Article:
I grew up with a huge Beech tree at the bottom of my garden. It was actually in the wood beyond but I regarded it as our tree – it protected our house and shaded our garden; it’s leaves and mast fell on our lawn and it’s scions appeared in the spring, sometimes in great abundance. Our giant didn’t have a name; there were many other specimens in the wood – presumably relatives, but this was the principal, The Beech Tree.
How lucky I was to live with such a magnificent companion. It was so vast I couldn’t detect annual expansion, it’s shape and size appeared constant. It was instead the seasonal variations that made their impact. Of these the winter and spring were my favourites. The Beech Tree protected us from winter’s storms bellowing through it’s high top and as the hoot of owls gave way to a more temperate cooing of wood pigeons the best bit was about to happen.
In mid-April it started, brown leaf buds would swell and turn russet orange, they would start to unravel until the first fissures of brilliant green popped. There was no going back now and for a whole week the air would be filled with cast-off bud casings and the green riot would let rip.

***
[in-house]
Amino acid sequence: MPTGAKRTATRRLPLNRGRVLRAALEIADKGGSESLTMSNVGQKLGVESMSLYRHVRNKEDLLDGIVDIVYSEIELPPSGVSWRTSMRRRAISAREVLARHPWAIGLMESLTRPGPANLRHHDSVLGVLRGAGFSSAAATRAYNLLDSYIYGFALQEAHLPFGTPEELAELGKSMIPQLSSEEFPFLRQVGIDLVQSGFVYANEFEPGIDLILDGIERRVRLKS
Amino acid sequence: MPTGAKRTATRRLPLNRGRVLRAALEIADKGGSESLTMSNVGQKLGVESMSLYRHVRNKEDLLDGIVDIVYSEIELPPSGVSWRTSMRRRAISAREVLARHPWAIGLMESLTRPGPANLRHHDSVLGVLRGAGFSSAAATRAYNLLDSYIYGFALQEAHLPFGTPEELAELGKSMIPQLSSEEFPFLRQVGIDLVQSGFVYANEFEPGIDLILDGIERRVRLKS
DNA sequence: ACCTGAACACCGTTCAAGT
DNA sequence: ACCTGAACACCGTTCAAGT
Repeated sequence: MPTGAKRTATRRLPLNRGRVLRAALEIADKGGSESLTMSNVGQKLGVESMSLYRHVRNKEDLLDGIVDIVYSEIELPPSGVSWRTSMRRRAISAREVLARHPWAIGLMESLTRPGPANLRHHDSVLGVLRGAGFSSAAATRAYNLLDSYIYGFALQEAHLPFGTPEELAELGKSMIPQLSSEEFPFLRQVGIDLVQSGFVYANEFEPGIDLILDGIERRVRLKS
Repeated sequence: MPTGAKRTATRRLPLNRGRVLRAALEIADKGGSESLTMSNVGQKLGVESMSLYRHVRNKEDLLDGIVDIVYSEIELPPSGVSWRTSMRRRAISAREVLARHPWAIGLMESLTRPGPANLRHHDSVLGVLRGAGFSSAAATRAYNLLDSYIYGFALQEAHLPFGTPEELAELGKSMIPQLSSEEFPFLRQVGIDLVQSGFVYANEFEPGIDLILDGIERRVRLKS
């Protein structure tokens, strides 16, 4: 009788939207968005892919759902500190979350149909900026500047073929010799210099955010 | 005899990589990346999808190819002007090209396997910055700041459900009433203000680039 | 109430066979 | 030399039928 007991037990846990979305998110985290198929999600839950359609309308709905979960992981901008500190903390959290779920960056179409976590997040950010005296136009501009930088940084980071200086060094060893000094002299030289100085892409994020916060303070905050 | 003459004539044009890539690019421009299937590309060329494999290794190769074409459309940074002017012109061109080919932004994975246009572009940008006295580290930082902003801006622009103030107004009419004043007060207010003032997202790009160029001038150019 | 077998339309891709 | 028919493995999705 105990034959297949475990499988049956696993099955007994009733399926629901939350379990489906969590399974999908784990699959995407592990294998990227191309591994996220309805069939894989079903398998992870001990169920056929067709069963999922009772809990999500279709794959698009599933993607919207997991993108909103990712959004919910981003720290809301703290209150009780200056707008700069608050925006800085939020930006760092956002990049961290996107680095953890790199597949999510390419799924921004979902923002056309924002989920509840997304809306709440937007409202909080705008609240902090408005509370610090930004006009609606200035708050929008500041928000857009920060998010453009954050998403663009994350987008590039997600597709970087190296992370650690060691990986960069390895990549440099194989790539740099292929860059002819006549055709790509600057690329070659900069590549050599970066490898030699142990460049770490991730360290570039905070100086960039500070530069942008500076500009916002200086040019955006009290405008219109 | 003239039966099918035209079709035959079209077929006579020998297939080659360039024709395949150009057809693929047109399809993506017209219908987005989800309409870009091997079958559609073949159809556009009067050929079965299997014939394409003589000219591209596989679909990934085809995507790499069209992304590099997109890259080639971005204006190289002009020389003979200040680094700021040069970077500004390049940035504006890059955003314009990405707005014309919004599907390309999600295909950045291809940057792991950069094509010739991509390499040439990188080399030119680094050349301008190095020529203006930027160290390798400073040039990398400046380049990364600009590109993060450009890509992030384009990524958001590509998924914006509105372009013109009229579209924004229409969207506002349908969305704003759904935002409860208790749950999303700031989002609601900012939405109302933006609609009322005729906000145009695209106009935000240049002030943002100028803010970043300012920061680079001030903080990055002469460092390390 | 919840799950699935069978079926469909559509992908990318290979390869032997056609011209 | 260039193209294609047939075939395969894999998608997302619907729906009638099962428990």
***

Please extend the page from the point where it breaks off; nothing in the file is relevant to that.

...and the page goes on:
The vivid green of fresh Beech leaves is, like Yves Klein’s International Blue, the truest expression of a colour I think. I love this leafy explosion above all the other gems of spring’s cluster bomb.
Beech is less familiar in London, and as street trees, they are very rare. Many London Beeches are cultivars – the copper beech being favoured in bosky suburbs. This metallic cousin of native European Beech (Fagus sylvatica) is a splendid tree and in spring delivers delicate magenta leaves.
I wonder why there are so very few Beech street trees? Maybe London’s clay soils do not favour them, perhaps the roots are too shallow, or perhaps they are too shady. I think we should reconsider them – as appears to be happening with conifers – they are a majestic species that could add a lot to London.
Is there a tree officer out there who might like to try them in place of Planes or other large trees on a broad avenue somewhere?
Beeches on streetview
The Hackney row:
The Chiswick Copper: